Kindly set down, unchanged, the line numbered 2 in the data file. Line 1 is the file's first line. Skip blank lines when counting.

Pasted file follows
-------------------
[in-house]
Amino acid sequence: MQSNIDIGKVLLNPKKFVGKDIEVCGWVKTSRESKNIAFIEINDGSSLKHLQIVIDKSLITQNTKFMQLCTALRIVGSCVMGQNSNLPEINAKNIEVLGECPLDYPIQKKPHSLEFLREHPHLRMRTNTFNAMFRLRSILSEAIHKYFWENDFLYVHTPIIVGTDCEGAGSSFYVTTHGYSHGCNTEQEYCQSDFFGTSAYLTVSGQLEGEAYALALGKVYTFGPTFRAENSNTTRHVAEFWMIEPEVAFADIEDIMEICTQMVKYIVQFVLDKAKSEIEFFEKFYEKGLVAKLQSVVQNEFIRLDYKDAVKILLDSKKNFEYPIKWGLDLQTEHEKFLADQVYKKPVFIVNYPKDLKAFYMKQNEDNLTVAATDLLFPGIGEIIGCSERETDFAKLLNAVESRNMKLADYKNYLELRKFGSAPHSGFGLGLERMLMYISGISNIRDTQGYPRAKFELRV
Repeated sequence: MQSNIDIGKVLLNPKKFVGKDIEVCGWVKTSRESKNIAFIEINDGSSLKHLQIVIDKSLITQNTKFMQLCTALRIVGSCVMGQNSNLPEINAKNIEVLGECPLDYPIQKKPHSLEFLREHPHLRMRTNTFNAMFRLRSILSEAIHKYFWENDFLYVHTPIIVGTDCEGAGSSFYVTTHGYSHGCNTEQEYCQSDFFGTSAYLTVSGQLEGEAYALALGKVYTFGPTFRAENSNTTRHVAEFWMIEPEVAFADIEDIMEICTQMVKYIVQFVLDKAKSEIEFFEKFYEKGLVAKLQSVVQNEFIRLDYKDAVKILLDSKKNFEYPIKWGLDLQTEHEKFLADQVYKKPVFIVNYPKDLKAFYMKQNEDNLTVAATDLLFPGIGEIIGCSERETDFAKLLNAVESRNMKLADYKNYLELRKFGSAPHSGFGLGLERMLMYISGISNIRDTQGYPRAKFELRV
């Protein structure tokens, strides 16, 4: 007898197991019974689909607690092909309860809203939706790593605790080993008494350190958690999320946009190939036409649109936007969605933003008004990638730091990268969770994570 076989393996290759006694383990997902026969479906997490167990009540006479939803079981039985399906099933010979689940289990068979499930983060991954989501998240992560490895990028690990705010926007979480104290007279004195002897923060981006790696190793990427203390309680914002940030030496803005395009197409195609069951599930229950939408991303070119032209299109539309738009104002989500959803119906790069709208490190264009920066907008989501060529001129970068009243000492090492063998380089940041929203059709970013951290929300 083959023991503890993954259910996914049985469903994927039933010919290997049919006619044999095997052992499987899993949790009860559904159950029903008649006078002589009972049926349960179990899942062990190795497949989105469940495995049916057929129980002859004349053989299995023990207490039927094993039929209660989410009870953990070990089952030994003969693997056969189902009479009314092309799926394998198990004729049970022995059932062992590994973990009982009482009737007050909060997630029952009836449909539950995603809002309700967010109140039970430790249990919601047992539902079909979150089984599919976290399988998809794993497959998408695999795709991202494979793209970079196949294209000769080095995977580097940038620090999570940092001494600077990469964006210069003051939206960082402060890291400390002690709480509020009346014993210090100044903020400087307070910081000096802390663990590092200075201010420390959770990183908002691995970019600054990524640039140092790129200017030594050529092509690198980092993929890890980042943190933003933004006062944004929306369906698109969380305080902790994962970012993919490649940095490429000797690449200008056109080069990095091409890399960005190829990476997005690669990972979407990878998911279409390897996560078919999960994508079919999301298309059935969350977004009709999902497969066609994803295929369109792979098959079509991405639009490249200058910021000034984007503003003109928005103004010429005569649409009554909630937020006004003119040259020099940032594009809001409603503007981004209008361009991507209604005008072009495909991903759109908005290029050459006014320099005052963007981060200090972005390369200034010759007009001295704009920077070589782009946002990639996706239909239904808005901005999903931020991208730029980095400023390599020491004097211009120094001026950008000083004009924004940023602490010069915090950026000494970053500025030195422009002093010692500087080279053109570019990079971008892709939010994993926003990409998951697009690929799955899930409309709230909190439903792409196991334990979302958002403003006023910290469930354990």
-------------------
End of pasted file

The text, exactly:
Amino acid sequence: MQSNIDIGKVLLNPKKFVGKDIEVCGWVKTSRESKNIAFIEINDGSSLKHLQIVIDKSLITQNTKFMQLCTALRIVGSCVMGQNSNLPEINAKNIEVLGECPLDYPIQKKPHSLEFLREHPHLRMRTNTFNAMFRLRSILSEAIHKYFWENDFLYVHTPIIVGTDCEGAGSSFYVTTHGYSHGCNTEQEYCQSDFFGTSAYLTVSGQLEGEAYALALGKVYTFGPTFRAENSNTTRHVAEFWMIEPEVAFADIEDIMEICTQMVKYIVQFVLDKAKSEIEFFEKFYEKGLVAKLQSVVQNEFIRLDYKDAVKILLDSKKNFEYPIKWGLDLQTEHEKFLADQVYKKPVFIVNYPKDLKAFYMKQNEDNLTVAATDLLFPGIGEIIGCSERETDFAKLLNAVESRNMKLADYKNYLELRKFGSAPHSGFGLGLERMLMYISGISNIRDTQGYPRAKFELRV